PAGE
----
A Wished-For Love: First Beta Review

The last three weeks have been a pleasant vacation from writing and posting. The break presented an opportunity to catch up on chores and reading, both of which suffered from lack of attention. I needed to step away and take a breather after finishing the novel that consumed so much of my life since first putting pen to paper in December 2013.
“A Wished-For Love” is in the hands of several Beta readers, one of whom sent me her critiques earlier this week. Now that I have the review of one Beta, I thought I would post an update as a way of easing myself back into regular writing and posting.
The first review came from a recent college graduate, an English major. With her degree in mind, I asked her to focus on four areas:

• Plot Holes. These writing pitfalls cause readers to wonder when they traveled through the time warp. Plot holes make them scratch their heads in confusion and frustration as they reread previous chapters looking for missing information, without which the story doesn’t make sense, or doesn’t “add up.” Usually, this is the result of poor editing, or the writer rushing through the writing. Sometimes though, the writer simply fails to rewrite an earlier scene after a later chapter changes the story.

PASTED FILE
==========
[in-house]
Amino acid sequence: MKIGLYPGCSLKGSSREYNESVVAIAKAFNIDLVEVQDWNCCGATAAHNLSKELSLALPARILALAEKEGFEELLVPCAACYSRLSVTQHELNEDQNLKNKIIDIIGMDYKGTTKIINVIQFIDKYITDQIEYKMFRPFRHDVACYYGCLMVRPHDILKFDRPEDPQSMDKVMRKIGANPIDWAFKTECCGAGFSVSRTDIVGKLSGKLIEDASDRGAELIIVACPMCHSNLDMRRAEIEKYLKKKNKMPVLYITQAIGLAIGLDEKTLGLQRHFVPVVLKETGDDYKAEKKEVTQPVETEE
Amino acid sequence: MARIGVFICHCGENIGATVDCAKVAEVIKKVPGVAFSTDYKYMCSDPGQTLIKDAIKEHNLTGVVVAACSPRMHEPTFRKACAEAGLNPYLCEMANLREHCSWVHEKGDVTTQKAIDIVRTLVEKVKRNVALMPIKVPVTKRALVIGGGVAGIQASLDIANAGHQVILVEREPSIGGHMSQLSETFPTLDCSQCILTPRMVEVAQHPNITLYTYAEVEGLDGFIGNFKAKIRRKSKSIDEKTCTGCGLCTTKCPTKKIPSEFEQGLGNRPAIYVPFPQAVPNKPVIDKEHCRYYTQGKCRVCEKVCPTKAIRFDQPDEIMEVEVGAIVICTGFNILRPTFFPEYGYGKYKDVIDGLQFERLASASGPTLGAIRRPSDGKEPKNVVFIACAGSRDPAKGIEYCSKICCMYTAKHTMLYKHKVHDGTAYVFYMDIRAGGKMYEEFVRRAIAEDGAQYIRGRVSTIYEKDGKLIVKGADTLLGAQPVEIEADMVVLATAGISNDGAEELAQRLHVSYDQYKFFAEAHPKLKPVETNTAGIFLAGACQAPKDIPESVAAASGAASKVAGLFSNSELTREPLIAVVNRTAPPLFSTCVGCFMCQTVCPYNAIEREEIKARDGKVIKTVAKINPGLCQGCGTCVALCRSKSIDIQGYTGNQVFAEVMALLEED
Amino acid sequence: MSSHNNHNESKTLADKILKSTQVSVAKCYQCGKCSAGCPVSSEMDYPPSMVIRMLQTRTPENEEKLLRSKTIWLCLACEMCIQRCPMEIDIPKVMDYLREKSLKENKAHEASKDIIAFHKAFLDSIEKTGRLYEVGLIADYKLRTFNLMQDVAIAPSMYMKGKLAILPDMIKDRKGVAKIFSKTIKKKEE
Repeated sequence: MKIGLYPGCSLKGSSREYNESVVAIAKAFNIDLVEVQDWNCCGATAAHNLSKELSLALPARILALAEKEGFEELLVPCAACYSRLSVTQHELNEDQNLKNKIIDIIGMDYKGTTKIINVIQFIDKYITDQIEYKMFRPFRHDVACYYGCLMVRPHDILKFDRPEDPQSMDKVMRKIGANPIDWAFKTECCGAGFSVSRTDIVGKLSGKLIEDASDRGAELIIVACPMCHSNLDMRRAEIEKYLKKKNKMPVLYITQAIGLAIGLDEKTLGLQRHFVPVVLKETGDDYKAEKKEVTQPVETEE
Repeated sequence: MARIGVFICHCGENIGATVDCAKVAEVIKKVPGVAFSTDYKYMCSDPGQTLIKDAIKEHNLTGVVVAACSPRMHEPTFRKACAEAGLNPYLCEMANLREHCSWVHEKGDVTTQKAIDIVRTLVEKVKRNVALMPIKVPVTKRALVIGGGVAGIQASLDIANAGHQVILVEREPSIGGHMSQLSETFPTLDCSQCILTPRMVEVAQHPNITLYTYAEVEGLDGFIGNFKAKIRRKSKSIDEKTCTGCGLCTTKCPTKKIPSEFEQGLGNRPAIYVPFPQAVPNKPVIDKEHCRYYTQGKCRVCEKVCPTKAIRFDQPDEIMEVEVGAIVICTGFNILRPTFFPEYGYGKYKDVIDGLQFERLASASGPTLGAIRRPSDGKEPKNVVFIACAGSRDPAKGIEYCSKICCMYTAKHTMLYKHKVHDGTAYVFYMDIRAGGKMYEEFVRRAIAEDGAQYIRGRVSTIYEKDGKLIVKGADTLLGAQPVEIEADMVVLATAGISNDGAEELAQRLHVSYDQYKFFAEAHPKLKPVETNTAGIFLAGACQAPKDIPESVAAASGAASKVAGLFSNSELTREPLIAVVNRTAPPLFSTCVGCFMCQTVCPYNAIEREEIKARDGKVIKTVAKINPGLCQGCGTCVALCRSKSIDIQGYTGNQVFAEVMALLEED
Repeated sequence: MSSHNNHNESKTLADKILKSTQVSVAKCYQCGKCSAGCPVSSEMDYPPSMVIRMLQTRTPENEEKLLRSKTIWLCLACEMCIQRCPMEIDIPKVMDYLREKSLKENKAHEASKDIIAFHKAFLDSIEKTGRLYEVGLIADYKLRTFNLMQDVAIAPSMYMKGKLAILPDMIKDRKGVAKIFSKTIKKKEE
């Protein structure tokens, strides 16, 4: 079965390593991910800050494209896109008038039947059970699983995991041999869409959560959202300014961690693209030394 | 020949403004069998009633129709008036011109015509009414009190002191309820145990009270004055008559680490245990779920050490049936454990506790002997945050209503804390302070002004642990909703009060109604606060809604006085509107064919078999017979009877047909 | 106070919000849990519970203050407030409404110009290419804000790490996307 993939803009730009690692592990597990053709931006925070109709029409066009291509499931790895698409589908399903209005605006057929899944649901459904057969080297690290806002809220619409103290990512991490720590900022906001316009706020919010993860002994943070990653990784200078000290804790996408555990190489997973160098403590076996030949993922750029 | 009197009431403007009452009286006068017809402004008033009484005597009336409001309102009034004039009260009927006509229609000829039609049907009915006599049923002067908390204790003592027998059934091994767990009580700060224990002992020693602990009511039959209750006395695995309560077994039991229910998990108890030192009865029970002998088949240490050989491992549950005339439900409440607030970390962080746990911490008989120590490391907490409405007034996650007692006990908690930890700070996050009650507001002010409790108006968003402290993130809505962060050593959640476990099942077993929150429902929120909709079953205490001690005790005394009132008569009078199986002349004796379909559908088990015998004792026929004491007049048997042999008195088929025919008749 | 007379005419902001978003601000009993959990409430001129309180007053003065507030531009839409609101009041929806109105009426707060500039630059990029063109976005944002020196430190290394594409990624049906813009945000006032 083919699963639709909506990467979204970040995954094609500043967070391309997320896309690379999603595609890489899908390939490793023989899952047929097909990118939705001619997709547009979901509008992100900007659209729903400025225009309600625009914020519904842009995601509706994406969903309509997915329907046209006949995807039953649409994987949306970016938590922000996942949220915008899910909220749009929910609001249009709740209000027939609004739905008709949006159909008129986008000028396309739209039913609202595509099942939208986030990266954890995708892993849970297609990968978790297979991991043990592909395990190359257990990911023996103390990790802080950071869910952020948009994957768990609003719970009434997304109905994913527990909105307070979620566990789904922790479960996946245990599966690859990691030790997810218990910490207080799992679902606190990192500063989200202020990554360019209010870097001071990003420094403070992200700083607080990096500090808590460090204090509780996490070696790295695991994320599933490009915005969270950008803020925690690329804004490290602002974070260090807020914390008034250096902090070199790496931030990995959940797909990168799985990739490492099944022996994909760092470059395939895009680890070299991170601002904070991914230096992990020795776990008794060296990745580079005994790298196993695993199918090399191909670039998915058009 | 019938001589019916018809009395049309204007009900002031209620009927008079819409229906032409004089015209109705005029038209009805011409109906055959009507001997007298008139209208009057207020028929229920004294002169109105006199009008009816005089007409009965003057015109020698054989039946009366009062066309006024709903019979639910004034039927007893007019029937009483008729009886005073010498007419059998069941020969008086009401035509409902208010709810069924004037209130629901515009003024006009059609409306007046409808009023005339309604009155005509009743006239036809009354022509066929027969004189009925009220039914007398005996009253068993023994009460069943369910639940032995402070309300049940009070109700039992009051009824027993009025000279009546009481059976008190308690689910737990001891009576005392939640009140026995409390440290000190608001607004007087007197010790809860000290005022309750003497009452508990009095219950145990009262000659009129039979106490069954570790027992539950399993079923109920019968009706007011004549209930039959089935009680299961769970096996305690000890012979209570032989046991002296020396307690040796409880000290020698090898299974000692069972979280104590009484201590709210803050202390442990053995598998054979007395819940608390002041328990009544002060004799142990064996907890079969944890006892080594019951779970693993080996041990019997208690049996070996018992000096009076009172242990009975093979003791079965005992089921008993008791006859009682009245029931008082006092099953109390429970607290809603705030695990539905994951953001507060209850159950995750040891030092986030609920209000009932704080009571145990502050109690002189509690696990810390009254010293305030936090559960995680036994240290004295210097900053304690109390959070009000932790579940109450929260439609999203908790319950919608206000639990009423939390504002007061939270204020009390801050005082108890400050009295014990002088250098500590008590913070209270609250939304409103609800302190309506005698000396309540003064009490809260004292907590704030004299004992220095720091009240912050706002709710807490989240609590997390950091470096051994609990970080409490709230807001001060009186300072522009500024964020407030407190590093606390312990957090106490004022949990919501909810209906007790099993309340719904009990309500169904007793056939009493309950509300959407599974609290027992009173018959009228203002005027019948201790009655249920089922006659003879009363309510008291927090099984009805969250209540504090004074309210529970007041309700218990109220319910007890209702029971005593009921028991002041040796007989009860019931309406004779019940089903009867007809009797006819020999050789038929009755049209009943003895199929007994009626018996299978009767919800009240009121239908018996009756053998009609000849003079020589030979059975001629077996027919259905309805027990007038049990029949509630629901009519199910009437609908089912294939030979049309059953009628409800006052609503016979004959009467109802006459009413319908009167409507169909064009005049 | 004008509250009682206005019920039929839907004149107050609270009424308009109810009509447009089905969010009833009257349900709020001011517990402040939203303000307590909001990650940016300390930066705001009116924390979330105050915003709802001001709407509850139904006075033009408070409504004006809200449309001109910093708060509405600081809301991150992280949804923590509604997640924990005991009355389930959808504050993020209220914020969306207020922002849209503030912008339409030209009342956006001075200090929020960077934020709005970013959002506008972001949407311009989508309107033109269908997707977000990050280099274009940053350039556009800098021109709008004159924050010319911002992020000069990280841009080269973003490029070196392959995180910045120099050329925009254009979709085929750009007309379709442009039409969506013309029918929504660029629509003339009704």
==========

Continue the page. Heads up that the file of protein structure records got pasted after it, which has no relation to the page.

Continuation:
The roots of a story reach through many chapters, winding ahead and back, into the future and back to the past. I remember wondering on occasion how the writer knew to plant the seed in, for example, chapter two, for an event that doesn’t occur until chapter thirty-nine. Well, he didn’t know it at the time. When he wrote the later chapter, he realized he needed to go back and change chapter two. The reader won’t magically understand the story if details are left out. The writer cannot hope the reader will “pull a rabbit out of a hat.”

o My Beta reader didn’t find any plot holes, although one area she noted as a plot twist was thin; she recommended beefing it up a bit.
o A second area concerned another plot twist in which two characters had information that in real life they would have shared with those affected. I knew that was a weak point when I wrote it but chose to let it go.